At 7:00 pm we camped on an island at the "crossroad" of both rivers. The air was peaceful and filled with the sweet fragrance of vetch and wild roses in bloom. The yellow of the potentilla flowers and the lush grass added to the serenity of the scene. After supper Ted and I walked around the island and through the bush behind our tents on the hill. 52 km

Saturday, July 16

This morning we took our time, since we paddled such long hours the last two days. Ted dismantled the sail and mast because we will not need them in the fast water of the Anderson.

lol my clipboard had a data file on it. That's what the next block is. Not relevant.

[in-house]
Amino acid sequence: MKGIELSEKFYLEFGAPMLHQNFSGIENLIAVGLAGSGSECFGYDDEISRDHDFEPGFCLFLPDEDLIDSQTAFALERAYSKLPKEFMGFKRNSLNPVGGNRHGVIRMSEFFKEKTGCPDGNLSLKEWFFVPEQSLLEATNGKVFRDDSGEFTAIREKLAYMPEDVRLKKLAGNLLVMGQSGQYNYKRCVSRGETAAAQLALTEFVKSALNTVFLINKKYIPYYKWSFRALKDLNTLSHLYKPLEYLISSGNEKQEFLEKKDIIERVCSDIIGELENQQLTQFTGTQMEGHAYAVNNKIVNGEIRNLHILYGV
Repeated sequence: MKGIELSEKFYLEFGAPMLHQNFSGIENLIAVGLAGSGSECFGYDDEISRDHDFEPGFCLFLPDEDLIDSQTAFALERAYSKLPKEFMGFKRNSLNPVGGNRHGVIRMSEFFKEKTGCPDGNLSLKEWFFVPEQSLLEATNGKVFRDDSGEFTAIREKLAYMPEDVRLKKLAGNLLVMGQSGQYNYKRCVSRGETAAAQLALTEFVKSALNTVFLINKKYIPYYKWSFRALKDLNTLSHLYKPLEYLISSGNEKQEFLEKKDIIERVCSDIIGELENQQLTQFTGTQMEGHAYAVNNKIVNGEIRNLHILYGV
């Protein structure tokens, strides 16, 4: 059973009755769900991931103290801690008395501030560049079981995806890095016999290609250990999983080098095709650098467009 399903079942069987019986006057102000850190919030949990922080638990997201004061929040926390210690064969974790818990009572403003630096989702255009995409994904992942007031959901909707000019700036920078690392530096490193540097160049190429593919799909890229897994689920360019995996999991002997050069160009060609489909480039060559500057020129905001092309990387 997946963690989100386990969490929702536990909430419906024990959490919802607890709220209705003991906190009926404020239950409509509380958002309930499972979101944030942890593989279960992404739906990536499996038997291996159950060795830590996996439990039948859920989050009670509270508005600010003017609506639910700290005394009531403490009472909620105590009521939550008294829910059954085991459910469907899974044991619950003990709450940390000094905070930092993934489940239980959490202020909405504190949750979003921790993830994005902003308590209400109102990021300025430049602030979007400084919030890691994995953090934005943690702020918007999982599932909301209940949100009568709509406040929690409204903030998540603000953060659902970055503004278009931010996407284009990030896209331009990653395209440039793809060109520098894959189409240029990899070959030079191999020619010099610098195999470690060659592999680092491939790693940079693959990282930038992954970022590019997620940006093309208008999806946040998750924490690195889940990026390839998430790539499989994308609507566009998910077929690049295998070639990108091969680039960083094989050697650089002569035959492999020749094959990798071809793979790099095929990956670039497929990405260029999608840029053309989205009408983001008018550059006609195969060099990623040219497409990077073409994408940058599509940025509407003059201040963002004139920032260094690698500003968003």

Today was rapid-day. Soon after starting, we canoed the first rapid. The second one was unmarked on the map and quite tricky. Ted and I stopped on shore beside a ledge, donned our floater jackets - we did not bring lifejackets - and dragged the loaded canoe over a narrow ledge, whereas our partners shot through the waves with their ABS canoe. It was fun to watch them "fly" past us. Our canoe is less suitable for such a stunt. We paddled through a few more insignificant rapids. Not far from Falcon Canyon we spotted a green canoe and two people on shore, the first people in six days. They were Franz and Edelgard from South Tyrol in a Norwegian folding canoe, a Pakboat without a spray cover. After lunch we left together, but they soon had to stay behind to bail out their boat after going through some high waves. We were worried how they would make it through the upcoming Falcon Canyon. This canyon is wild and beautiful, dropping over ten meters in six kilometers. Made up of high cliffs it continually bends left and right with a rapid after every curve. There are six mostly class 3 rapids during a stretch of eight km. We shot through high waves and wound our way through many ledges. Some peregrine falcons flew above us, but we did not have much time to admire nature. In no time we had passed the northern "gate" of the canyon and stopped to bail out some water or dry our wet pants in the wind. Happy and still excited about the white water we had run with such success, we continued. The sun was shining and a cold north wind was blowing. Coming around a river bend we saw a moose cow with two calves cooling off in the middle of the water. The scenery was beautiful: grassy shores and spruce trees on the sloping hills covered with tundra herbs.